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The sense of hearing. An account of an interdisciplinary panel

The Union der deutschen Akademien der Wissenschaften (the association of the German academies of science) has organised a new series of events on the senses at the Berlin-Brandenburgische Akademie der Wissenschaften, with the support of the Schering Foundation. The series is titled, with tongue in cheek, Sind wir noch bei Sinnen? (“Are we still in our senses?”). As the first event focused on the sense of hearing, I thought it would be interesting to listen to what scholars in other fields had to say on this subject, which is of particular interest to our project.

A screenshot from Annika Kahrs’ installation Infra Voice, 2018.

The panel included a psychologist, Claus-Christian Carbon from Bamberg, an animal physiologist, Eckhard Friauf, from Kaiserslautern, and the Berlin- and Hamburg-based video and performance artist Annika Kahrs. The discussion was moderated by the radio journalist Katja Weber. This blog post does not aim to provide a comprehensive account of the evening but will instead highlight the discussions that directly relate to the “sound of nature”. A more exhaustive account, alas in German, is available as a podcast of Deutschlandfunk Kultur.1

Friauf, an expert in animal communication, emphasized that for most animals, hearing is more critical than sight. Hearing is an alarm sense that developed 450 million years ago to continuously monitor changes in the surrounding world. Because of safety reasons, it is impossible to stop listening, and it works in 360 degrees. Hearing is automatic and gives us an immediate impression of our surroundings. However, as Carbon noted, it is rarely registered as central. Furthermore, individual reactions to sound are culturally determined.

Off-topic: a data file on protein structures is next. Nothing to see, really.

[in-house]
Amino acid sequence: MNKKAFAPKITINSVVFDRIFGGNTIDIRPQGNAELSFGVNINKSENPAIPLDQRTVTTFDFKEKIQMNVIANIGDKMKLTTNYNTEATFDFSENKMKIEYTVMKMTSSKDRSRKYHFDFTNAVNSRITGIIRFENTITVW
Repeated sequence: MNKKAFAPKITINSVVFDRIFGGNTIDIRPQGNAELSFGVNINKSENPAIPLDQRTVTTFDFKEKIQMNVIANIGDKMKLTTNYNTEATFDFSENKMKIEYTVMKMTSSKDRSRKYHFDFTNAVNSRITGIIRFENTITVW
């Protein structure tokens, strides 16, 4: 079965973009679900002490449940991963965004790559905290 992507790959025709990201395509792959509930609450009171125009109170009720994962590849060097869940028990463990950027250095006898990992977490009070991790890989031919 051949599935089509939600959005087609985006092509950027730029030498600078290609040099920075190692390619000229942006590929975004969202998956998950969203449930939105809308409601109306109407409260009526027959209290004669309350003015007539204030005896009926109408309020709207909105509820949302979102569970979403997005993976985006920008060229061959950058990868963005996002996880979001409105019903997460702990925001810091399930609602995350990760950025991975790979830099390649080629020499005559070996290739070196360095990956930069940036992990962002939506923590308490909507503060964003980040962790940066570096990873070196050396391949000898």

Carbon highlighted that even within the same species, sounds are perceived differently by different individuals. There is no inherently good or bad sound; noise is subjective. However, some patterns in sound perception exist, as Friauf suggested. For example, California mice (Peromyscus californicus) communicate at ultrasonic frequencies, inaudible to humans. Researchers slow down recordings to make these vocalizations audible, revealing that the tone—whether expressing affection or anger—can be understood across species boundaries.2

Kahrs introduced her installation Infra Voice, featuring a video recording of a performer playing an octobass, a large string instrument first built in the 1850s, screened in a zoo’s giraffe enclosure.3 This sparked a discussion about the lowest and loudest tones produced in nature. The octobass produces extremely low tones, and giraffes, long thought to be mute, hum at night almost in the infrasound range. A few other extreme sounds were addressed, such as the fact that blue whales are the loudest animals, reaching 188 dB. Also of interest is the auditive impact of the 1883 eruption of the Krakatoa volcano in current Indonesia: it deafened people within a 10-mile radius and was heard up to 3,000 miles away.

The discussion also noted how cultural and social contexts shape the way sounds are valued and interpreted. While bass tones are generally appreciated in Western cultures, they are often negatively perceived in Japan, potentially, according to Carbon, due to their cultural association with the risk of earthquakes. It would be interesting to look into how different perceptions of sound types might influence how various national cultures value certain soundscapes. Further exploration into this , part of which we are doing in our project, will yield fascinating insights into the cultural differences in sound perception.

  1. “Welche Rolle spielen Musik und Klänge in unserem Leben,” Deutschlandfunk Kultur, accessed April 18, 2024,↩︎
  2. Leslie Nemo, “Listen: Mice ‘Argue’ about Infidelity in Ultrasound,” National Geographic, December 6, 2018,↩︎
  3. Infra Voice, Video, 2018,; “Octobass,” in Wikipedia, May 5, 2024,↩︎

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